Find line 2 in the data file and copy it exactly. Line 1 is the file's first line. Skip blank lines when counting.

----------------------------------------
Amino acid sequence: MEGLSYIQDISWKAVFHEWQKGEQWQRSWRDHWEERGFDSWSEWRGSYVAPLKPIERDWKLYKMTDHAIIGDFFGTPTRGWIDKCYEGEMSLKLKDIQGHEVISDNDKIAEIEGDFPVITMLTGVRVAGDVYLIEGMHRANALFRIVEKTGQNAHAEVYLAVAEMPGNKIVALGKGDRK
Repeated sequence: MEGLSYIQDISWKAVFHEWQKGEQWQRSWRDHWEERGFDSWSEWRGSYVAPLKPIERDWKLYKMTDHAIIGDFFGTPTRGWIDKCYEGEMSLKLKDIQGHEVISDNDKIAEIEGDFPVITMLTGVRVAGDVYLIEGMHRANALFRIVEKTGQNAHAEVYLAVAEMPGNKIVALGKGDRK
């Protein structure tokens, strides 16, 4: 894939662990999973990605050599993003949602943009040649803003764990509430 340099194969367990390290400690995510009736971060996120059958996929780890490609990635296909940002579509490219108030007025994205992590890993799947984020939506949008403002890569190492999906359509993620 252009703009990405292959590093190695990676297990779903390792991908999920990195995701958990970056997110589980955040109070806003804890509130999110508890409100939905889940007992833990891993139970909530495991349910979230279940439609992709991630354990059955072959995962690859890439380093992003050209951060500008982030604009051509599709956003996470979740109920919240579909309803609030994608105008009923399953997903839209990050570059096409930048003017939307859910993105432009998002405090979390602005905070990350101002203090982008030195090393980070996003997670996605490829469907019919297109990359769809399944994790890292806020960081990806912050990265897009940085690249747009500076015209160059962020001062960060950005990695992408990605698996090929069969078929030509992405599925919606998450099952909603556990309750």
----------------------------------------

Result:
Repeated sequence: MEGLSYIQDISWKAVFHEWQKGEQWQRSWRDHWEERGFDSWSEWRGSYVAPLKPIERDWKLYKMTDHAIIGDFFGTPTRGWIDKCYEGEMSLKLKDIQGHEVISDNDKIAEIEGDFPVITMLTGVRVAGDVYLIEGMHRANALFRIVEKTGQNAHAEVYLAVAEMPGNKIVALGKGDRK